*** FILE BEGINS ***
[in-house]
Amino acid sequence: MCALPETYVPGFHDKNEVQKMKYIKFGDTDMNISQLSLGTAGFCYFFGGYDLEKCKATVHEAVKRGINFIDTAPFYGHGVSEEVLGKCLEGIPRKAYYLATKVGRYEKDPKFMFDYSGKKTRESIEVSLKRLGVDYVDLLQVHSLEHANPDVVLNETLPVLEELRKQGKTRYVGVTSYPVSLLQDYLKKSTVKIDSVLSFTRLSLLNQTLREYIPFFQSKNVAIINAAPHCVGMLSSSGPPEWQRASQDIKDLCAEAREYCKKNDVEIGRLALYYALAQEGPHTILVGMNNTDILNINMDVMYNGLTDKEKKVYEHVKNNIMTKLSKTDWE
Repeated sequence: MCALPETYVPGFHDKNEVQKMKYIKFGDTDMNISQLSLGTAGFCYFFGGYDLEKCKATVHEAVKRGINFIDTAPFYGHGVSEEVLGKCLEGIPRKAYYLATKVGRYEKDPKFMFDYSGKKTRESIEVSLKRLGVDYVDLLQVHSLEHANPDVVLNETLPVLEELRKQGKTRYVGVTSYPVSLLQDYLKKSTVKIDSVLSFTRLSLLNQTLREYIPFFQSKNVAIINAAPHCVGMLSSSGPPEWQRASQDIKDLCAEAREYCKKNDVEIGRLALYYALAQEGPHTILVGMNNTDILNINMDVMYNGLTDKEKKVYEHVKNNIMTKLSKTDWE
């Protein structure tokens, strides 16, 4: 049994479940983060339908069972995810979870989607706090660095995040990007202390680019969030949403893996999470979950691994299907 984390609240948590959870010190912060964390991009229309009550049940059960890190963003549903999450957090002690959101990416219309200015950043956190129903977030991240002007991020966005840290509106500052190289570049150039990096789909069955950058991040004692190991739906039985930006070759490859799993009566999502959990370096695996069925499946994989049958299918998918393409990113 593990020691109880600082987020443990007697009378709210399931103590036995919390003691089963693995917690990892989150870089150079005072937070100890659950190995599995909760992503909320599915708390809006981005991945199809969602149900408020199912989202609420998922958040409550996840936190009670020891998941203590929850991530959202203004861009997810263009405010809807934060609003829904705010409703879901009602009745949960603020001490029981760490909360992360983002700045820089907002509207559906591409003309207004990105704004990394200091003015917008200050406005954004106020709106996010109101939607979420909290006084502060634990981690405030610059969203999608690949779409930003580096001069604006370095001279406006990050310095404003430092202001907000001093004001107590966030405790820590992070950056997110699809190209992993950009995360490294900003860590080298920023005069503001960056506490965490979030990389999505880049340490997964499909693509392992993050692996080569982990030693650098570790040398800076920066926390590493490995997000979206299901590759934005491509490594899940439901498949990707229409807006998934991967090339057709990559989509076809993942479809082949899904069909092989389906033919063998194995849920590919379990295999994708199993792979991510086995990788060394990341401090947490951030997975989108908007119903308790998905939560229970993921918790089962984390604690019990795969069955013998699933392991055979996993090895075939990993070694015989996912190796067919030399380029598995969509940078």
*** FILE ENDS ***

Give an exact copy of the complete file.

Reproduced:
[in-house]
Amino acid sequence: MCALPETYVPGFHDKNEVQKMKYIKFGDTDMNISQLSLGTAGFCYFFGGYDLEKCKATVHEAVKRGINFIDTAPFYGHGVSEEVLGKCLEGIPRKAYYLATKVGRYEKDPKFMFDYSGKKTRESIEVSLKRLGVDYVDLLQVHSLEHANPDVVLNETLPVLEELRKQGKTRYVGVTSYPVSLLQDYLKKSTVKIDSVLSFTRLSLLNQTLREYIPFFQSKNVAIINAAPHCVGMLSSSGPPEWQRASQDIKDLCAEAREYCKKNDVEIGRLALYYALAQEGPHTILVGMNNTDILNINMDVMYNGLTDKEKKVYEHVKNNIMTKLSKTDWE
Repeated sequence: MCALPETYVPGFHDKNEVQKMKYIKFGDTDMNISQLSLGTAGFCYFFGGYDLEKCKATVHEAVKRGINFIDTAPFYGHGVSEEVLGKCLEGIPRKAYYLATKVGRYEKDPKFMFDYSGKKTRESIEVSLKRLGVDYVDLLQVHSLEHANPDVVLNETLPVLEELRKQGKTRYVGVTSYPVSLLQDYLKKSTVKIDSVLSFTRLSLLNQTLREYIPFFQSKNVAIINAAPHCVGMLSSSGPPEWQRASQDIKDLCAEAREYCKKNDVEIGRLALYYALAQEGPHTILVGMNNTDILNINMDVMYNGLTDKEKKVYEHVKNNIMTKLSKTDWE
């Protein structure tokens, strides 16, 4: 049994479940983060339908069972995810979870989607706090660095995040990007202390680019969030949403893996999470979950691994299907 984390609240948590959870010190912060964390991009229309009550049940059960890190963003549903999450957090002690959101990416219309200015950043956190129903977030991240002007991020966005840290509106500052190289570049150039990096789909069955950058991040004692190991739906039985930006070759490859799993009566999502959990370096695996069925499946994989049958299918998918393409990113 593990020691109880600082987020443990007697009378709210399931103590036995919390003691089963693995917690990892989150870089150079005072937070100890659950190995599995909760992503909320599915708390809006981005991945199809969602149900408020199912989202609420998922958040409550996840936190009670020891998941203590929850991530959202203004861009997810263009405010809807934060609003829904705010409703879901009602009745949960603020001490029981760490909360992360983002700045820089907002509207559906591409003309207004990105704004990394200091003015917008200050406005954004106020709106996010109101939607979420909290006084502060634990981690405030610059969203999608690949779409930003580096001069604006370095001279406006990050310095404003430092202001907000001093004001107590966030405790820590992070950056997110699809190209992993950009995360490294900003860590080298920023005069503001960056506490965490979030990389999505880049340490997964499909693509392992993050692996080569982990030693650098570790040398800076920066926390590493490995997000979206299901590759934005491509490594899940439901498949990707229409807006998934991967090339057709990559989509076809993942479809082949899904069909092989389906033919063998194995849920590919379990295999994708199993792979991510086995990788060394990341401090947490951030997975989108908007119903308790998905939560229970993921918790089962984390604690019990795969069955013998699933392991055979996993090895075939990993070694015989996912190796067919030399380029598995969509940078």